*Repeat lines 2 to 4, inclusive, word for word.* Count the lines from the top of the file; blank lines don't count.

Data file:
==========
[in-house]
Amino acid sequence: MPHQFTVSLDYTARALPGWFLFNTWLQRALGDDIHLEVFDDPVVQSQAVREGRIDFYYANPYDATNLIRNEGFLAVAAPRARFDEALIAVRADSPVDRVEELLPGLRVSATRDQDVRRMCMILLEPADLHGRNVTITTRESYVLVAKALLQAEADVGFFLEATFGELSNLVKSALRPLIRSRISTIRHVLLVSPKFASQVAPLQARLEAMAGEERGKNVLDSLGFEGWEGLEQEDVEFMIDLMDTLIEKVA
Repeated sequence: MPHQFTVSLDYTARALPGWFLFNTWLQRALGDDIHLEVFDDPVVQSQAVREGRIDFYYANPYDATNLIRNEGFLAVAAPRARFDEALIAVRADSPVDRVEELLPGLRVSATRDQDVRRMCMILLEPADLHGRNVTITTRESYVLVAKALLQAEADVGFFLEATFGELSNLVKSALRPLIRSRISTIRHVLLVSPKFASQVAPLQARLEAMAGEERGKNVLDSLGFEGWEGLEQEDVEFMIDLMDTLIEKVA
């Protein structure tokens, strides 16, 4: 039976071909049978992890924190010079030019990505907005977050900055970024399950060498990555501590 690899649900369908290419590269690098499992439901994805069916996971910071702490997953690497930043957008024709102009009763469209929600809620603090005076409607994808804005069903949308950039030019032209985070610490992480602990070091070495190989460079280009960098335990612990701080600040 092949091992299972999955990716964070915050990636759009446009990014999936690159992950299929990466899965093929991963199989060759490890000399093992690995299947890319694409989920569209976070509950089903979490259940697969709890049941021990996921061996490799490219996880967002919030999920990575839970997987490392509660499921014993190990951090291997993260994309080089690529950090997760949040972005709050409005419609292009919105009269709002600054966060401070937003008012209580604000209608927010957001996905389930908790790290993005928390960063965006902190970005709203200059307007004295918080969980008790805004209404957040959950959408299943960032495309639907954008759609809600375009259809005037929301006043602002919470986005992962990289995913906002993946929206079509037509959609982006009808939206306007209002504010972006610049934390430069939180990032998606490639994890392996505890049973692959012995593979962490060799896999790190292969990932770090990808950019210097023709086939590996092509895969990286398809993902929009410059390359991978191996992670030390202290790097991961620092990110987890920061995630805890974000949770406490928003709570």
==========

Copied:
Amino acid sequence: MPHQFTVSLDYTARALPGWFLFNTWLQRALGDDIHLEVFDDPVVQSQAVREGRIDFYYANPYDATNLIRNEGFLAVAAPRARFDEALIAVRADSPVDRVEELLPGLRVSATRDQDVRRMCMILLEPADLHGRNVTITTRESYVLVAKALLQAEADVGFFLEATFGELSNLVKSALRPLIRSRISTIRHVLLVSPKFASQVAPLQARLEAMAGEERGKNVLDSLGFEGWEGLEQEDVEFMIDLMDTLIEKVA
Repeated sequence: MPHQFTVSLDYTARALPGWFLFNTWLQRALGDDIHLEVFDDPVVQSQAVREGRIDFYYANPYDATNLIRNEGFLAVAAPRARFDEALIAVRADSPVDRVEELLPGLRVSATRDQDVRRMCMILLEPADLHGRNVTITTRESYVLVAKALLQAEADVGFFLEATFGELSNLVKSALRPLIRSRISTIRHVLLVSPKFASQVAPLQARLEAMAGEERGKNVLDSLGFEGWEGLEQEDVEFMIDLMDTLIEKVA
């Protein structure tokens, strides 16, 4: 039976071909049978992890924190010079030019990505907005977050900055970024399950060498990555501590 690899649900369908290419590269690098499992439901994805069916996971910071702490997953690497930043957008024709102009009763469209929600809620603090005076409607994808804005069903949308950039030019032209985070610490992480602990070091070495190989460079280009960098335990612990701080600040 092949091992299972999955990716964070915050990636759009446009990014999936690159992950299929990466899965093929991963199989060759490890000399093992690995299947890319694409989920569209976070509950089903979490259940697969709890049941021990996921061996490799490219996880967002919030999920990575839970997987490392509660499921014993190990951090291997993260994309080089690529950090997760949040972005709050409005419609292009919105009269709002600054966060401070937003008012209580604000209608927010957001996905389930908790790290993005928390960063965006902190970005709203200059307007004295918080969980008790805004209404957040959950959408299943960032495309639907954008759609809600375009259809005037929301006043602002919470986005992962990289995913906002993946929206079509037509959609982006009808939206306007209002504010972006610049934390430069939180990032998606490639994890392996505890049973692959012995593979962490060799896999790190292969990932770090990808950019210097023709086939590996092509895969990286398809993902929009410059390359991978191996992670030390202290790097991961620092990110987890920061995630805890974000949770406490928003709570």